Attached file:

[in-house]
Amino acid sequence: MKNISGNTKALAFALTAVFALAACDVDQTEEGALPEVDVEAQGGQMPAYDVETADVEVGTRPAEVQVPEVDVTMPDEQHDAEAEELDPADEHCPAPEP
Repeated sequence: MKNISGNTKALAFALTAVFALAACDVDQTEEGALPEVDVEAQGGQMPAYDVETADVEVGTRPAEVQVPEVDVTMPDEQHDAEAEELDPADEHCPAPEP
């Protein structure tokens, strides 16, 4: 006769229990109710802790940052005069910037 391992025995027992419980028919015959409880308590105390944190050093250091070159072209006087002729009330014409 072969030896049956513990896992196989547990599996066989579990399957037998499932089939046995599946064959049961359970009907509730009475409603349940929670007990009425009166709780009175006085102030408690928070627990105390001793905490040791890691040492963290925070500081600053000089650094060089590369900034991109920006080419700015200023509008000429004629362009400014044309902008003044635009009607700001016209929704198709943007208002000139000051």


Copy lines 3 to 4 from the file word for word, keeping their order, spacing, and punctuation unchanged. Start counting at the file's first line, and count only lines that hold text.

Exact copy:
Repeated sequence: MKNISGNTKALAFALTAVFALAACDVDQTEEGALPEVDVEAQGGQMPAYDVETADVEVGTRPAEVQVPEVDVTMPDEQHDAEAEELDPADEHCPAPEP
């Protein structure tokens, strides 16, 4: 006769229990109710802790940052005069910037 391992025995027992419980028919015959409880308590105390944190050093250091070159072209006087002729009330014409 072969030896049956513990896992196989547990599996066989579990399957037998499932089939046995599946064959049961359970009907509730009475409603349940929670007990009425009166709780009175006085102030408690928070627990105390001793905490040791890691040492963290925070500081600053000089650094060089590369900034991109920006080419700015200023509008000429004629362009400014044309902008003044635009009607700001016209929704198709943007208002000139000051």